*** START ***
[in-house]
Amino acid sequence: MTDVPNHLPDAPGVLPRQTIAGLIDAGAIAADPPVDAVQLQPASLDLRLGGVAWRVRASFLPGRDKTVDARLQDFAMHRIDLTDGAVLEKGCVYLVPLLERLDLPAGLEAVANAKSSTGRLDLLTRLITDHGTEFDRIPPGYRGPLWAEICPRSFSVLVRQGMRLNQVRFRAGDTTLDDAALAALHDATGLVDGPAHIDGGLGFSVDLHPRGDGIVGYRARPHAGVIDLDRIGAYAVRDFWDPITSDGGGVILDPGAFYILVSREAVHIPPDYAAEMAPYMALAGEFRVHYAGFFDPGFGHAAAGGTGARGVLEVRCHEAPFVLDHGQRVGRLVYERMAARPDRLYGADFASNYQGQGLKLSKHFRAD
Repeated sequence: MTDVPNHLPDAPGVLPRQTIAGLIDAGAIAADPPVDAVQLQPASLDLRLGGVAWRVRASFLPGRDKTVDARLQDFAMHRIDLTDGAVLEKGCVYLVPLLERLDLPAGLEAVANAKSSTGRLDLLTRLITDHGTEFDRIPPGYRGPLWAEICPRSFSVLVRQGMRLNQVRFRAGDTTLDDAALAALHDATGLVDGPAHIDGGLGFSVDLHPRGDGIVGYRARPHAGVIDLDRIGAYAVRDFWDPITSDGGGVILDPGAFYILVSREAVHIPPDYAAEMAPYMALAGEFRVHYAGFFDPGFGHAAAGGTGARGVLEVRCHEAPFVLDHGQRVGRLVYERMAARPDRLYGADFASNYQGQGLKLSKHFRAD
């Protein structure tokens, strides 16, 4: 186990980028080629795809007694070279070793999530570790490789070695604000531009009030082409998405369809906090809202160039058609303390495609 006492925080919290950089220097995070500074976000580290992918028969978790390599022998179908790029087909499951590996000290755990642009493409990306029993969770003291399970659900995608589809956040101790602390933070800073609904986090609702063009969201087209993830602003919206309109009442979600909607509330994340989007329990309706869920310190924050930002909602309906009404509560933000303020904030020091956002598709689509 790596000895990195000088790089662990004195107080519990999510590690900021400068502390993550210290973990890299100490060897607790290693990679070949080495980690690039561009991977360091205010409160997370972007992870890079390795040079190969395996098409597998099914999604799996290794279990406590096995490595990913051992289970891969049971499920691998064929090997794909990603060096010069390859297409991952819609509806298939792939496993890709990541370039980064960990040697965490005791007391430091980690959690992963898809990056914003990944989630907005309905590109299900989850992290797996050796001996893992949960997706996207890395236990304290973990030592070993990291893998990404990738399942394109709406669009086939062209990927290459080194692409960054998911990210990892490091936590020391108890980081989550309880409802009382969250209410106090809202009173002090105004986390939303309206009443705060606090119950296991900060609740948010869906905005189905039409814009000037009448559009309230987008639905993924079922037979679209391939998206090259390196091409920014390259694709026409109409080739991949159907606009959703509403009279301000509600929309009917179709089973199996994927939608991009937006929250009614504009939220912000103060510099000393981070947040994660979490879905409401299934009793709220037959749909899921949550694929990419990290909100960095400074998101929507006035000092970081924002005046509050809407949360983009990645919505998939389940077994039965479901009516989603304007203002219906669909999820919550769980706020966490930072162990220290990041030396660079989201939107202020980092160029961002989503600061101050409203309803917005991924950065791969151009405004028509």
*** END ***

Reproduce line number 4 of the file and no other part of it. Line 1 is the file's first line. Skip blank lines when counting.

């Protein structure tokens, strides 16, 4: 186990980028080629795809007694070279070793999530570790490789070695604000531009009030082409998405369809906090809202160039058609303390495609 006492925080919290950089220097995070500074976000580290992918028969978790390599022998179908790029087909499951590996000290755990642009493409990306029993969770003291399970659900995608589809956040101790602390933070800073609904986090609702063009969201087209993830602003919206309109009442979600909607509330994340989007329990309706869920310190924050930002909602309906009404509560933000303020904030020091956002598709689509 790596000895990195000088790089662990004195107080519990999510590690900021400068502390993550210290973990890299100490060897607790290693990679070949080495980690690039561009991977360091205010409160997370972007992870890079390795040079190969395996098409597998099914999604799996290794279990406590096995490595990913051992289970891969049971499920691998064929090997794909990603060096010069390859297409991952819609509806298939792939496993890709990541370039980064960990040697965490005791007391430091980690959690992963898809990056914003990944989630907005309905590109299900989850992290797996050796001996893992949960997706996207890395236990304290973990030592070993990291893998990404990738399942394109709406669009086939062209990927290459080194692409960054998911990210990892490091936590020391108890980081989550309880409802009382969250209410106090809202009173002090105004986390939303309206009443705060606090119950296991900060609740948010869906905005189905039409814009000037009448559009309230987008639905993924079922037979679209391939998206090259390196091409920014390259694709026409109409080739991949159907606009959703509403009279301000509600929309009917179709089973199996994927939608991009937006929250009614504009939220912000103060510099000393981070947040994660979490879905409401299934009793709220037959749909899921949550694929990419990290909100960095400074998101929507006035000092970081924002005046509050809407949360983009990645919505998939389940077994039965479901009516989603304007203002219906669909999820919550769980706020966490930072162990220290990041030396660079989201939107202020980092160029961002989503600061101050409203309803917005991924950065791969151009405004028509």